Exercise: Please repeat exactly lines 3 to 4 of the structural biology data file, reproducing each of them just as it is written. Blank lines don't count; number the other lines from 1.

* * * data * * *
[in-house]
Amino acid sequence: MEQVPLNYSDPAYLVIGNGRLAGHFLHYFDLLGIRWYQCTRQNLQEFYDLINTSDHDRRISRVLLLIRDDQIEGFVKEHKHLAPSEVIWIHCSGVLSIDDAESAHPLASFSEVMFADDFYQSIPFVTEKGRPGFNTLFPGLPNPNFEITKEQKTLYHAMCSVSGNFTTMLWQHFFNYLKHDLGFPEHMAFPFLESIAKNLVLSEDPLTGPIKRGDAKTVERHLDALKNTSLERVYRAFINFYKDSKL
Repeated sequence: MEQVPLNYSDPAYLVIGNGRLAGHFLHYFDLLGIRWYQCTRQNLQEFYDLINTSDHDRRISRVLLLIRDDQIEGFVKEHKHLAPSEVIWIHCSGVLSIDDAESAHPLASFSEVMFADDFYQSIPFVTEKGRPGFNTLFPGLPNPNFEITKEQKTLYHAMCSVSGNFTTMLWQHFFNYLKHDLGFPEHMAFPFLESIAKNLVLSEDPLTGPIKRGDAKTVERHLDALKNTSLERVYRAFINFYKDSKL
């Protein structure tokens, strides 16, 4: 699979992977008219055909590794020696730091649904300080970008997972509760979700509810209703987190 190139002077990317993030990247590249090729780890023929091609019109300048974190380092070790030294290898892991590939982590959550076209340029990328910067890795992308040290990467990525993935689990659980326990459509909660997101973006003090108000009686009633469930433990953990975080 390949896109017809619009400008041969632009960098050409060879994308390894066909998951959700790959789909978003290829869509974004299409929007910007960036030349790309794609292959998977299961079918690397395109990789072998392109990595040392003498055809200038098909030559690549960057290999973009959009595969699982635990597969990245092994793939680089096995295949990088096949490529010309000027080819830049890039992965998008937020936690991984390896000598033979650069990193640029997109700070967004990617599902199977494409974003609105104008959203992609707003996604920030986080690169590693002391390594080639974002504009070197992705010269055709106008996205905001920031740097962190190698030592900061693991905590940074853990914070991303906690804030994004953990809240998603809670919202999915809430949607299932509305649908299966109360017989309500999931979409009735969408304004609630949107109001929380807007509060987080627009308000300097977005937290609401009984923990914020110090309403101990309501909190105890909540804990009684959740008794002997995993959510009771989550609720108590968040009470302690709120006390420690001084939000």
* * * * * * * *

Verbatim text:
Repeated sequence: MEQVPLNYSDPAYLVIGNGRLAGHFLHYFDLLGIRWYQCTRQNLQEFYDLINTSDHDRRISRVLLLIRDDQIEGFVKEHKHLAPSEVIWIHCSGVLSIDDAESAHPLASFSEVMFADDFYQSIPFVTEKGRPGFNTLFPGLPNPNFEITKEQKTLYHAMCSVSGNFTTMLWQHFFNYLKHDLGFPEHMAFPFLESIAKNLVLSEDPLTGPIKRGDAKTVERHLDALKNTSLERVYRAFINFYKDSKL
């Protein structure tokens, strides 16, 4: 699979992977008219055909590794020696730091649904300080970008997972509760979700509810209703987190 190139002077990317993030990247590249090729780890023929091609019109300048974190380092070790030294290898892991590939982590959550076209340029990328910067890795992308040290990467990525993935689990659980326990459509909660997101973006003090108000009686009633469930433990953990975080 390949896109017809619009400008041969632009960098050409060879994308390894066909998951959700790959789909978003290829869509974004299409929007910007960036030349790309794609292959998977299961079918690397395109990789072998392109990595040392003498055809200038098909030559690549960057290999973009959009595969699982635990597969990245092994793939680089096995295949990088096949490529010309000027080819830049890039992965998008937020936690991984390896000598033979650069990193640029997109700070967004990617599902199977494409974003609105104008959203992609707003996604920030986080690169590693002391390594080639974002504009070197992705010269055709106008996205905001920031740097962190190698030592900061693991905590940074853990914070991303906690804030994004953990809240998603809670919202999915809430949607299932509305649908299966109360017989309500999931979409009735969408304004609630949107109001929380807007509060987080627009308000300097977005937290609401009984923990914020110090309403101990309501909190105890909540804990009684959740008794002997995993959510009771989550609720108590968040009470302690709120006390420690001084939000």